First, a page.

this post has opened quite the spigot. i love it!

Carol Diehl said...

Yes, thanks to your link. Let it flow!

Anonymous said...

Many thanks for posting those ridiculous statements. I often interview curators and artists for radio broadcast, and whenever they lapse into this insane post post modern glossolalia, I start asking them to "more precisely define thier terms". Inevitably it breaks down into something one could have said much plainer and with a more concise turn of the phrase. But why do that when you can confound the masses and impress your friends in the biz? Once I was interviewing a curator from Belgium who had curated a show that NO ONE understood the labels of. When I asked her to clearly explain her organizing ideas for the exhibiiton, she actually got lost and finally laughed and admitted ON AIR, that she was essentially just making it up. I am always torn when reading tripe like the snippets you posted as to whether the writer (1) really has no clue as to how to write clearly or (2) is purposely writing in the most obscure way imaginable or (3) a bit of both.

Joanne Mattera said...

Sorry, I can’t comment on the Biennial. The interstices of my horological schema have been problematized by excess agendaization, juxtaposed against the prioritization of seemingly incongruous engagements.
Like, I‘ve been busy and it’s at the bottom of my to-do list.

Thanks for the good laugh, though.

Anonymous said...

Thank you so much. The more people inside the art world who point out the superfluity of this kind of uber-academic-speak, the less aspiring art professionals and professors will feel the need to use it.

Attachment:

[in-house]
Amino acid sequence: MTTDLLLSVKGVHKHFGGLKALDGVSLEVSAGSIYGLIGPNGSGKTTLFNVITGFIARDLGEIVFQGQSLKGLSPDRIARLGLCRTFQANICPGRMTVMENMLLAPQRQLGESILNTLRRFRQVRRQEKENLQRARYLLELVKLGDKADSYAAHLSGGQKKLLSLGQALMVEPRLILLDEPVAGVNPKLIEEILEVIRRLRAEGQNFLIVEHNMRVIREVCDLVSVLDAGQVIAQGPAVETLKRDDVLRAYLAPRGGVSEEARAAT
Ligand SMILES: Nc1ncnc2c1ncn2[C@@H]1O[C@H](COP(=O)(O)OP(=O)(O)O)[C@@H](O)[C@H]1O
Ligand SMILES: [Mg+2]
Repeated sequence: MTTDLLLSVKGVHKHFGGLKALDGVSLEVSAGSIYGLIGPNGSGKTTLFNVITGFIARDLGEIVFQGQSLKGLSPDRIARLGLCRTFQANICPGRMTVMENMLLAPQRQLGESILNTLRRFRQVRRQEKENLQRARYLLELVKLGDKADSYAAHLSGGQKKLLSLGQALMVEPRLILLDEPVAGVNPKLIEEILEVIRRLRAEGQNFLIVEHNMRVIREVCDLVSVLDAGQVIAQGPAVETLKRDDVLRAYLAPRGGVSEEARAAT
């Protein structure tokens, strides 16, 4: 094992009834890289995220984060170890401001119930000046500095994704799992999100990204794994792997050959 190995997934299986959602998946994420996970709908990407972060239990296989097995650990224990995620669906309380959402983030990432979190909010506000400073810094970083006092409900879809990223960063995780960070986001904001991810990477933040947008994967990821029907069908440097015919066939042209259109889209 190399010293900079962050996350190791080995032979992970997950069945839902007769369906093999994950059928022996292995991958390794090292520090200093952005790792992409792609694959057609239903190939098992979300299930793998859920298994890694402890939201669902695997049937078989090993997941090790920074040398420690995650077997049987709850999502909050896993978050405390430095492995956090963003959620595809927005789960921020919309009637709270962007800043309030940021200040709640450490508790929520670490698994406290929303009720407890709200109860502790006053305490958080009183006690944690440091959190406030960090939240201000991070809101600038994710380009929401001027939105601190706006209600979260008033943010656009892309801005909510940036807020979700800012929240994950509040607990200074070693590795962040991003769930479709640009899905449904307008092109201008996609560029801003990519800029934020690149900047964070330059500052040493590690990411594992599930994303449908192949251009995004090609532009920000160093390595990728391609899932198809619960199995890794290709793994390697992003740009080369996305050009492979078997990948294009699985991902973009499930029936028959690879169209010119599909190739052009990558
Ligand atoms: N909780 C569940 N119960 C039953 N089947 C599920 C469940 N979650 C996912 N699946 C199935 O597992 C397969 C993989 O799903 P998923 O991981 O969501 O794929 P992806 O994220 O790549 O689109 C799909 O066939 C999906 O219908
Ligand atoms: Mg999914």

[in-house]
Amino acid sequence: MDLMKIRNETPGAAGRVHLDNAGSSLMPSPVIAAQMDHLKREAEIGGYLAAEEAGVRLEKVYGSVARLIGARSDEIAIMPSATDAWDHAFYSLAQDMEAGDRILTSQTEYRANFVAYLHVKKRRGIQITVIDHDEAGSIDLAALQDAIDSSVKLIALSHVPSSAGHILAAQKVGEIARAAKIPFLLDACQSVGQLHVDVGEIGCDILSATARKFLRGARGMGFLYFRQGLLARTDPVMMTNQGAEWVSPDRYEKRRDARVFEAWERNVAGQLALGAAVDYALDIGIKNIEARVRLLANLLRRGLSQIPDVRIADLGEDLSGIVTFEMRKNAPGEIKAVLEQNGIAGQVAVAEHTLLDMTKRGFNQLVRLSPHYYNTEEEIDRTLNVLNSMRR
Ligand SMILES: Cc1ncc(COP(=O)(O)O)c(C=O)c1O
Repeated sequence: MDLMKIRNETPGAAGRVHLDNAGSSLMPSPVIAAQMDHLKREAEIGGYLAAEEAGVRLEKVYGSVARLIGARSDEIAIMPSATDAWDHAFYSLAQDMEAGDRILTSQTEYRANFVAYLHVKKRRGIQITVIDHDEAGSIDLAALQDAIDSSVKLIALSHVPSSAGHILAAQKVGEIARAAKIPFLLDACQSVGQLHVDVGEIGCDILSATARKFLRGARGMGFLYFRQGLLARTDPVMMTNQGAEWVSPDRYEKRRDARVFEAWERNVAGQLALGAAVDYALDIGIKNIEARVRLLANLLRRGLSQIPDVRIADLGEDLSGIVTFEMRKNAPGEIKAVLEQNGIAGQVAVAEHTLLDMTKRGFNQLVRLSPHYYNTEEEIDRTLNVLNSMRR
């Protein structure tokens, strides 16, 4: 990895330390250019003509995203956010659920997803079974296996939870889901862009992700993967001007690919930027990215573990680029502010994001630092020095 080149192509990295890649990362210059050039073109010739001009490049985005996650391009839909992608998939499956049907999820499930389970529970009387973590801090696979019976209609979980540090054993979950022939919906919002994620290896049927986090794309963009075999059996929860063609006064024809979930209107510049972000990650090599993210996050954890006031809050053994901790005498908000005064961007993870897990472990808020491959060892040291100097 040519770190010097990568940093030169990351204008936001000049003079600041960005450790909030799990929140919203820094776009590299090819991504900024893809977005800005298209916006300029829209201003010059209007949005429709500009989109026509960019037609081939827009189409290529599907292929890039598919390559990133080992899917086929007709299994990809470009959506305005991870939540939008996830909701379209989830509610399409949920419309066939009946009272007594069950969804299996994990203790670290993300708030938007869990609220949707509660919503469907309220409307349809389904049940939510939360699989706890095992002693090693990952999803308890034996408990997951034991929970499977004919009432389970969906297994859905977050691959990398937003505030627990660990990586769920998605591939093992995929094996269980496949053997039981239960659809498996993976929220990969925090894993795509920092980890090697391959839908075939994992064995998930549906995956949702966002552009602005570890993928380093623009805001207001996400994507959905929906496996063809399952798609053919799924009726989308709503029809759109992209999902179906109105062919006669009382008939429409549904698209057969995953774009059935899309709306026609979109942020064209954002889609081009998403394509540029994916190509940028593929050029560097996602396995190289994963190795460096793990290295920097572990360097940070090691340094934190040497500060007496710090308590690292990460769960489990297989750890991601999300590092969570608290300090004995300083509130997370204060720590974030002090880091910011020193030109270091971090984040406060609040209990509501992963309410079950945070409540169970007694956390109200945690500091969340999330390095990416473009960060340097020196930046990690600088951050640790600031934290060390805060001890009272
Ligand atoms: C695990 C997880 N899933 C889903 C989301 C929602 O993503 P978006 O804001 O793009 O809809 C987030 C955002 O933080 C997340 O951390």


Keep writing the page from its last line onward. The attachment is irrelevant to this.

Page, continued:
Anonymous said...

it's a common problem in the studio: some days one doesn't know if s/he should problematize thematization, or simply call into question the thematizing of problematization.

Anonymous said...

Oh Thank God it's not just me! The written descriptions at The Biennial were the most incomprehensible pieces of language I've ever seen, giving the viewer the clear impression that art is for the elite and not the masses. So what were the rest of us doing there?

Anonymous said...

There can't be enough "hell yeah" in the world.

The inevitable charge these wordsmiths hurl in response to criticism is "Nooooooo! You are promoting Philistinism! You make our speak ungooder by dumbening!"

The thing of it is, the dumb is there to begin with. I was reading Canadian Art one day, and there was an article written in thick biennalese. Once I parsed it, no small task, it became apparent that the article was about how this one artist used canvases with shapes other than rectangle.

Yes. The extent of his achievement was to have the realization that canvases have a shape.

I so wanted to hand him a lollypop.

Anonymous said...

hummm... I have seen it. And worse than that... heard the artists speak. Why do they let them do that? Ouch.
My favorite parody:
of Fritz Haeg. See the other url in the description box to see the original. I was so embarrassed for him!

Miriam Cutelis said...

Being in NY, it's hard to be creative without all this type of stuff floating around. I remind my art students that art belongs to everyone.....when I read the words you posted I feel that it's just a way to make themselves seem better than the rest of us......

Julie Caves said...

I admit that writing about art is difficult. But these don't seem to be really trying. Except I have to disagree about the Lisa Turvey one- it seems quite clear to me.